SIOUX FALLS — Todd Hultman said if there’s one thing predictable about crop price markets, it’s that they’re unpredictable.
“Markets are human. Markets are uncertain. We get surprised when things happen we don’t expect and there are things that aren’t predictable,” Hultman told the audience Thursday, Jan. 25, at a 2024 crop price outlook seminar at the Sioux Falls Farm Show.
Every year brings a new set of circumstances that drive the price of corn and soybeans up or down, and this year is no different. Hultman, a grain analyst with DTN, said price outlooks for 2024 will revolve around developments such as increased competition from Brazil, war destabilizing the Middle East, potential drought in Panama and waning demand from China for soybeans.
Some factors make the early 2024 markets look bearish, Hultman said.
When it comes to Brazil, the country has continued to increase its production of corn and soybeans. Their products, grown on a southern hemisphere timeline, are becoming serious competition for the United States, taking a bite out of American exports. That includes decreased demand from China, a major consumer of agricultural products.
Shipping challenges are also taking shape. The conflict going on between Israel and Palestine is drawing involvement from Iran, affecting shipping lanes in the Red Sea. A drought in Panama is also reducing the capacity of its famed canal, with work shifts at the site down to 24 from 38 due to falling water levels.
The situations in Panama and the Red Sea only compound the problems created by the war between Ukraine and Russia, Hultman said.
“Our trade routes are getting choked up,” Hultman.
Russia has also put a massive effort into increasing wheat production, primarily to use as political leverage in smaller countries around the world. Offering some of the world’s cheapest wheat, Russia can use that perceived generosity as a bargaining chip, bolstering a positive image and earning votes from those countries at entities like the United Nations.
Those factors are expected to cut into grain profitability for United States farmers, but there are upsides. The world is finally recovering fully from the global COVID-19 pandemic, and with oil and gas production returning to pre-pandemic levels, gas and diesel prices have gone down, lowering input costs on the farm.
“The good news is that just last October we finally returned our domestic oil production back above the pre-COVID peak. It was 13 million barrels per day, and then came a sharp drop-off,” Hultman said. “Since October it’s roughly 13.2 million barrels to 13.3 million barrels per day, and that helps prices significantly. That’s why gas and diesel prices came down, and it’s easing our inflation problems.”
Hultman also noted that other input costs, such as fertilizer, have gone down since last year.
Since market fluctuations can come from any number of factors, it can be hard to speculate on commodity prices. But in general, Hultman is seeing a range of $4.25 to $5.50 per bushel of corn as 2024 progresses and a range of roughly $12 to $14 per bushel of soybeans.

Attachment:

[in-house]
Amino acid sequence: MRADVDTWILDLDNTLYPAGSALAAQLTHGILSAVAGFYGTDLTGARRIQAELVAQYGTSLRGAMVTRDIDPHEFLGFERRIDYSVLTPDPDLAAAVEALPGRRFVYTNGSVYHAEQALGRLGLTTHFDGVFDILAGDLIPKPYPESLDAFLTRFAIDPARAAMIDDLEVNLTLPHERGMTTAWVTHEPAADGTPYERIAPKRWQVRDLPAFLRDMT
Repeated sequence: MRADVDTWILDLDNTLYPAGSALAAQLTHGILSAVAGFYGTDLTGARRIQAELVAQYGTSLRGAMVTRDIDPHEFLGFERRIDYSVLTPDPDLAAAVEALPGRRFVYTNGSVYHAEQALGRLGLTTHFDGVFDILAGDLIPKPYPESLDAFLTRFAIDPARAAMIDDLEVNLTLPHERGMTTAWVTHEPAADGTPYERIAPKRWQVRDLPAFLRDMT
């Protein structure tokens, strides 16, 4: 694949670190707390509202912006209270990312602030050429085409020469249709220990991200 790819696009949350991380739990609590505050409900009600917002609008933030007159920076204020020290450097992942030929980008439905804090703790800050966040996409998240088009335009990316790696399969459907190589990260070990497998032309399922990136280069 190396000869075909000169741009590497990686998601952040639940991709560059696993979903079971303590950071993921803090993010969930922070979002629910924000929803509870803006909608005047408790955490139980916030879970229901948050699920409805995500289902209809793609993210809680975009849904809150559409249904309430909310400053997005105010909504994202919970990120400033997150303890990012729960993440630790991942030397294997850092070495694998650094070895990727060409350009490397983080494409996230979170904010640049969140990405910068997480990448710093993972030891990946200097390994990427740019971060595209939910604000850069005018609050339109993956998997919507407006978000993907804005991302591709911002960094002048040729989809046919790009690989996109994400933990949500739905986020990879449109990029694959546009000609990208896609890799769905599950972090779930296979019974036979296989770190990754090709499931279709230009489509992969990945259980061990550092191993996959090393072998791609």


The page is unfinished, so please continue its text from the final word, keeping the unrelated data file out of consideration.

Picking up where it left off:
When it comes to longer-term outlooks, Hultman said the blossoming ethanol and biodiesel industries may be the best avenue to increasing domestic demand for both corn and soybeans. Both industries have taken root and are growing in the United States, and that in turn can increase home demand for those projects and help negate the waning interest from markets like China.
Hultman noted that over the past 34 years, when compiling data on costs, corn had 13 profitable years for farmers, 10 of which had been since the ethanol industry started to come into its own in 2007-08. Soybeans saw a similar pattern since the arrival of ethanol on the scene.
“That’s just how important the biofuel market has been to profitability for United States agriculture,” Hultman said. “With soybeans, we see a similar influence. It’s not just good for corn, but also for soybeans when corn is more profitable.”
Ethanol production has been a relatively small portion of the fuel industry, but that small portion has already meant big returns, Hultman said.
“Just think — the thing that surprises me when talking about ethanol in 2007, there was only a 10% share in the gasoline market. It’s not like we disrupted the world in a major way. It was a sliver into a big energy market and look how much impact it had on profitability,” Hultman said. “That’s a very positive influence from what I would say was a very modest change.”
Now biodiesel production, and its increased demand in large markets like California, and soybean crush plants,
are providing a value boost for corn and soybeans.
“The crush has provided phenomenal returns for soybeans the last two years since the renewable diesel market got going in 2021 and 2022. Now in 2023, processors have had the best crop they’ve ever had. It’s been a great thing for them,” Hultman said. “For our ag markets right now, it’s working very well and offering very good demand for soybeans at a time when we would otherwise be hurt by Brazil’s big crop.”
Following the meeting, Hultman repeated to the Mitchell Republic that the potential the biofuels industry has to positively affect the United States grain market is huge.
“(The impact potential) is huge,” Hultman said. “Anytime you can get the world to come to you and offer more markets and more opportunities for you to sell your grain, that’s good news. And that’s what we’re seeing in the Midwest.”
Erik Kaufman joined the Mitchell Republic in July of 2019 as an education and features reporter. He grew up in Freeman, S.D., graduating from Freeman High School. He graduated from the University of South Dakota in 1999 with a major in English and a minor in computer science. He can be reached at email@example.com.
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